Cynicism and The Sinner’s Prayer- Jesus’ Instruction

June 16, 2009

Jesus said, ‘You may ask Me for anything in my name, and I will do it.’ (John 14.14)

Therefore, if you pray sincerely, asking Him this:

“Lord Jesus, please come into my life
and be my Savior and Lord.
Please forgive my sins,
and give me the gift of eternal life.”

– He will do it now.”

(The Bridge to Life tract, by The Navigators)

Finally after spending a few days perusing the teachings of the apostles in the New Testament as accords with salvation, we have come to consider the primary source of all instruction on the gospel, Jesus Christ himself.  Because the words from Jesus on this matter are numerous, we will only hit a few prominent teachings today (if you feel like I skip something important please let me know) and then close out with a look at the promise which The Sinner’s Prayer lays claim on made by Christ in John 14.14 tomorrow.

The first place I think we should look in considering Jesus’ instruction on receiving the gospel is the most obvious: John 3.  Here we find Nicodemus ask Christ explicitly, “How can a man be born when he is old? Can he enter a second time into his mother’s womb and be born?” (v.4), which is in reference to the being “born again” which is necessary to “see the kingdom of God” and thus for salvation (v.3).  Christ’s response to him is anything but telling him to pray a prayer:

Jesus answered, “Truly, truly, I say to you, unless one is born of water and the Spirit, he cannot enter the kingdom of God. That which is born of the flesh is flesh, and that which is born of the Spirit is spirit. Do not marvel that I said to you, ‘You must be born again.’ The wind blows where it wishes, and you hear its sound, but you do not know where it comes from or where it goes. So it is with everyone who is born of the Spirit.”

Nicodemus said to him, “How can these things be?” Jesus answered him, “Are you the teacher of Israel and yet you do not understand these things? Truly, truly, I say to you, we speak of what we know, and bear witness to what we have seen, but you do not receive our testimony. If I have told you earthly things and you do not believe, how can you believe if I tell you heavenly things? No one has ascended into heaven except he who descended from heaven, the Son of Man. And as Moses lifted up the serpent in the wilderness, so must the Son of Man be lifted up, that whoever believes in him may have eternal life. (vv.5-15)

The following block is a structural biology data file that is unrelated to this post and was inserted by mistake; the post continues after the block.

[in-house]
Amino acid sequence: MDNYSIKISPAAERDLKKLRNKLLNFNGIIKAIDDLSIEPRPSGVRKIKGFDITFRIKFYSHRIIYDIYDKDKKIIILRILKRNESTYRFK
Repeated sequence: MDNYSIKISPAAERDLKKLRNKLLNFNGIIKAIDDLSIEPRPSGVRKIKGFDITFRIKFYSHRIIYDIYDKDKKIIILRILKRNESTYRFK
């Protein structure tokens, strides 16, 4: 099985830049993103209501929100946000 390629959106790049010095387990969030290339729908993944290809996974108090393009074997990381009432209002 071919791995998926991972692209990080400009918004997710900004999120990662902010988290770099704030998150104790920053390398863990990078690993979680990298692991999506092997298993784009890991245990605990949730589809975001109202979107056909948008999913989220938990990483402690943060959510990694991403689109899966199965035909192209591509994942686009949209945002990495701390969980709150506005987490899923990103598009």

Now, maybe it’s just me, but one would likely think that if Jesus wants for us to ask him for salvation then when Nicodemus asks him effectively, “How does one receive salvation? how is one born again?,” then Jesus might have responded, “Ask me for it.”  But he doesn’t.  Instead he tells him “that whoever believes in [the Son of Man lifted up] may have eternal life” (v.15).  Interesting.

What about another famous statement from Jesus concerning salvation, the Great Commission as found in Mark.  Here he tells the eleven, “Go into all the world and proclaim the gospel to the whole creation. Whoever believes and is baptized will be saved, but whoever does not believe will be condemned” (Mark 16.15b-16).  Notice how what he says here corresponds well with his further elaboration to Nicodemus (cf. John 3.18) and again seems to give the same instruction on how to properly respond to “the gospel” which the disciples are to “proclaim” “into all the world“: believe and be baptized.  To avoid confusion, know that I have handled whether baptism saves before (it doesn’t).  Nonetheless, conspicuous by its absence is any direction to lead people in praying a prayer that lays claim on a promise of Jesus.

One final place I think we should look in Jesus’ instruction on receiving the gospel is in John 6.  An aspect of The Sinner’s Prayer that I have mentioned but not dwelt on much is the implicit assumption here that man is providing the will to lay claim of this “promise.”  The quote of the prayer that we have been using says, “Therefore, if you pray sincerely, asking Him this . . . he will do it now.”  But what does Christ say in John 6.44?  ”No one can come to me unless the Father who sent me draws him. And I will raise him up on the last day.”  If the salvation is gained through asking in prayer for Christ to fulfill his promise then anyone could do this, whether or not God has granted it (and we know he has not granted it to everyone, cf. John 6.64-65).  Maybe it is simply that caveat, “if you pray sincerely,” which gives the loophole here?  But still, does this not emphasize the sincerity with which we personally pray, while yet what Jesus says is that no one can muster that sincerity on their own?  This must be given by God.  So now we have to say, “If God has granted to you to pray this prayer, then do so and you will be saved.”  But is that Jesus’ conclusion here?  No.  What he says, once again, is “For this is the will of my Father, that everyone who looks on the Son and believes in him should have eternal life, and I will raise him up on the last day” (John 6.40).  Look and believe.  Still no prayer.  Still no “Name it, Claim it” promise.  Only belief.

At this point we have shown through Peter, Paul, and now Jesus that no New Testament teacher instructs people to pray a prayer upon Jesus’ promise in order to be given salvation.  All we see is belief.  This then leaves us with one last question that we shall look at tomorrow, wondering, Does Jesus even have in mind salvation when he makes the promise of John 14.14, which is the backbone of all The Sinner’s Prayer rests on?